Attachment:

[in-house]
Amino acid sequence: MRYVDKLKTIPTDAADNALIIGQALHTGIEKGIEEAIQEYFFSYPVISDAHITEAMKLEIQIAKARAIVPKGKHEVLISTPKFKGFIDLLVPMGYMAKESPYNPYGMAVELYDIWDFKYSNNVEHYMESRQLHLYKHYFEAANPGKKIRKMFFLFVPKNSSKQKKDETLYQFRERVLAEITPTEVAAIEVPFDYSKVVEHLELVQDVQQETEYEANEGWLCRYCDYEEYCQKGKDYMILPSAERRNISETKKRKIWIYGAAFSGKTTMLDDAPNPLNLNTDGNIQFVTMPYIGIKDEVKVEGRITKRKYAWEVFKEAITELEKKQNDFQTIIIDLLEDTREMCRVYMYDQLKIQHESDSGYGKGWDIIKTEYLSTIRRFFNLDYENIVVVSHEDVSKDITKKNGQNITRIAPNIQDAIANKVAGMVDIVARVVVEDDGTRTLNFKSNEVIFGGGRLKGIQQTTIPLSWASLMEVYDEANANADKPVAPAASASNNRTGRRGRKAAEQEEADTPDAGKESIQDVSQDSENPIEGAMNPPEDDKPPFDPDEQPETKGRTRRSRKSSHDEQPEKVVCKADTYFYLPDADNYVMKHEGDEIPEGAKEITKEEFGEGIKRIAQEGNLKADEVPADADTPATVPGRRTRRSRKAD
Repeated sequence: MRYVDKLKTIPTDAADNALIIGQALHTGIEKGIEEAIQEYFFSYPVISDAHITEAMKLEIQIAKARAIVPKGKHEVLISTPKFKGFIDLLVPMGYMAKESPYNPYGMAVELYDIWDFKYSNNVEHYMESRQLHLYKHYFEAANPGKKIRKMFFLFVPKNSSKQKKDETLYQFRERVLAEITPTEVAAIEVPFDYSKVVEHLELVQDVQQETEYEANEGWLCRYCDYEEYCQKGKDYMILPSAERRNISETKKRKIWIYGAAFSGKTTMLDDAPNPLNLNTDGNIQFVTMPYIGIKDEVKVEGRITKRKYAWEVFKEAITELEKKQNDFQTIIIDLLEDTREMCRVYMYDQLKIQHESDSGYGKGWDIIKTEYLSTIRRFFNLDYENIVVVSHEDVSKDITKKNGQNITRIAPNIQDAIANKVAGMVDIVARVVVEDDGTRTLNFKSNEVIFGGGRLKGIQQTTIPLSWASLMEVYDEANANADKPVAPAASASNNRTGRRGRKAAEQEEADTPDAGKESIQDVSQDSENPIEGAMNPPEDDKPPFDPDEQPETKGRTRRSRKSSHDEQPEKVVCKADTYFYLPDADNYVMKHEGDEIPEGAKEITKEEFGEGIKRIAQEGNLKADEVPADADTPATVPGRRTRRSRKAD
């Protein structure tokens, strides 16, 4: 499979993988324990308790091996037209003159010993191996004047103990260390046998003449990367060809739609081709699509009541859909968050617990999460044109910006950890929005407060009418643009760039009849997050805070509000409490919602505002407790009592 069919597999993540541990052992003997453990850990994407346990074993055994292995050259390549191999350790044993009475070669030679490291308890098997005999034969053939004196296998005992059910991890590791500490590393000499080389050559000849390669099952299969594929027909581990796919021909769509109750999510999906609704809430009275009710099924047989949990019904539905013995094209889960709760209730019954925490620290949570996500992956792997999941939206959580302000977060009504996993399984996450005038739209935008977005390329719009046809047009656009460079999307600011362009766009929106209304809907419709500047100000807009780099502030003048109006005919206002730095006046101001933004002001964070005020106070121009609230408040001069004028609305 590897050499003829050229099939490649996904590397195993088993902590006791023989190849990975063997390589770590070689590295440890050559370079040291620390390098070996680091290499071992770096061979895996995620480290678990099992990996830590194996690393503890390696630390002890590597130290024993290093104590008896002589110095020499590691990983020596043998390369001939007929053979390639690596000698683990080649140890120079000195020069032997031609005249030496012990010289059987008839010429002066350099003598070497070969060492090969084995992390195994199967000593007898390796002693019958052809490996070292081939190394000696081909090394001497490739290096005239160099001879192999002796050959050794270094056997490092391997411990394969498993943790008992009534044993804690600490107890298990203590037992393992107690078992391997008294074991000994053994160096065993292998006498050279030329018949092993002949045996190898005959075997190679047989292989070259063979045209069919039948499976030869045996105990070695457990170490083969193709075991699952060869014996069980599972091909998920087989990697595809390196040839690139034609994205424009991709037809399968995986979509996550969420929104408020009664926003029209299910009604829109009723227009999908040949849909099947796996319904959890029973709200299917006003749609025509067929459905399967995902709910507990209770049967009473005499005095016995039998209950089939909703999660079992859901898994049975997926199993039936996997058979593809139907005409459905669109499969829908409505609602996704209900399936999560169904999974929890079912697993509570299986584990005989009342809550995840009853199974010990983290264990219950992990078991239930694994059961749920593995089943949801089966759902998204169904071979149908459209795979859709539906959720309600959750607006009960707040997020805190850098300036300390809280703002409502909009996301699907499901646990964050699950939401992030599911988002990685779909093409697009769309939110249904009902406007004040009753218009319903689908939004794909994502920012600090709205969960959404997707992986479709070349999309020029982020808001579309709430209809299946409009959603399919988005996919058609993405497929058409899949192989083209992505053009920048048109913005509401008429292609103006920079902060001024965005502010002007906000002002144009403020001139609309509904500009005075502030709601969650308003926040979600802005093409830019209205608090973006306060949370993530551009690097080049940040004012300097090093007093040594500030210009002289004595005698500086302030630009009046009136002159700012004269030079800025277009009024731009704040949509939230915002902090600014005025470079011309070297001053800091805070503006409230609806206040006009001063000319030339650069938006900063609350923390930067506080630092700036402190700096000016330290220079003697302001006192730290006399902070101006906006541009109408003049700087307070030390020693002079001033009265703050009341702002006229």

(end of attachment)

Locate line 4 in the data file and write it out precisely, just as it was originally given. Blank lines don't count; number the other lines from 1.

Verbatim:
């Protein structure tokens, strides 16, 4: 499979993988324990308790091996037209003159010993191996004047103990260390046998003449990367060809739609081709699509009541859909968050617990999460044109910006950890929005407060009418643009760039009849997050805070509000409490919602505002407790009592 069919597999993540541990052992003997453990850990994407346990074993055994292995050259390549191999350790044993009475070669030679490291308890098997005999034969053939004196296998005992059910991890590791500490590393000499080389050559000849390669099952299969594929027909581990796919021909769509109750999510999906609704809430009275009710099924047989949990019904539905013995094209889960709760209730019954925490620290949570996500992956792997999941939206959580302000977060009504996993399984996450005038739209935008977005390329719009046809047009656009460079999307600011362009766009929106209304809907419709500047100000807009780099502030003048109006005919206002730095006046101001933004002001964070005020106070121009609230408040001069004028609305 590897050499003829050229099939490649996904590397195993088993902590006791023989190849990975063997390589770590070689590295440890050559370079040291620390390098070996680091290499071992770096061979895996995620480290678990099992990996830590194996690393503890390696630390002890590597130290024993290093104590008896002589110095020499590691990983020596043998390369001939007929053979390639690596000698683990080649140890120079000195020069032997031609005249030496012990010289059987008839010429002066350099003598070497070969060492090969084995992390195994199967000593007898390796002693019958052809490996070292081939190394000696081909090394001497490739290096005239160099001879192999002796050959050794270094056997490092391997411990394969498993943790008992009534044993804690600490107890298990203590037992393992107690078992391997008294074991000994053994160096065993292998006498050279030329018949092993002949045996190898005959075997190679047989292989070259063979045209069919039948499976030869045996105990070695457990170490083969193709075991699952060869014996069980599972091909998920087989990697595809390196040839690139034609994205424009991709037809399968995986979509996550969420929104408020009664926003029209299910009604829109009723227009999908040949849909099947796996319904959890029973709200299917006003749609025509067929459905399967995902709910507990209770049967009473005499005095016995039998209950089939909703999660079992859901898994049975997926199993039936996997058979593809139907005409459905669109499969829908409505609602996704209900399936999560169904999974929890079912697993509570299986584990005989009342809550995840009853199974010990983290264990219950992990078991239930694994059961749920593995089943949801089966759902998204169904071979149908459209795979859709539906959720309600959750607006009960707040997020805190850098300036300390809280703002409502909009996301699907499901646990964050699950939401992030599911988002990685779909093409697009769309939110249904009902406007004040009753218009319903689908939004794909994502920012600090709205969960959404997707992986479709070349999309020029982020808001579309709430209809299946409009959603399919988005996919058609993405497929058409899949192989083209992505053009920048048109913005509401008429292609103006920079902060001024965005502010002007906000002002144009403020001139609309509904500009005075502030709601969650308003926040979600802005093409830019209205608090973006306060949370993530551009690097080049940040004012300097090093007093040594500030210009002289004595005698500086302030630009009046009136002159700012004269030079800025277009009024731009704040949509939230915002902090600014005025470079011309070297001053800091805070503006409230609806206040006009001063000319030339650069938006900063609350923390930067506080630092700036402190700096000016330290220079003697302001006192730290006399902070101006906006541009109408003049700087307070030390020693002079001033009265703050009341702002006229």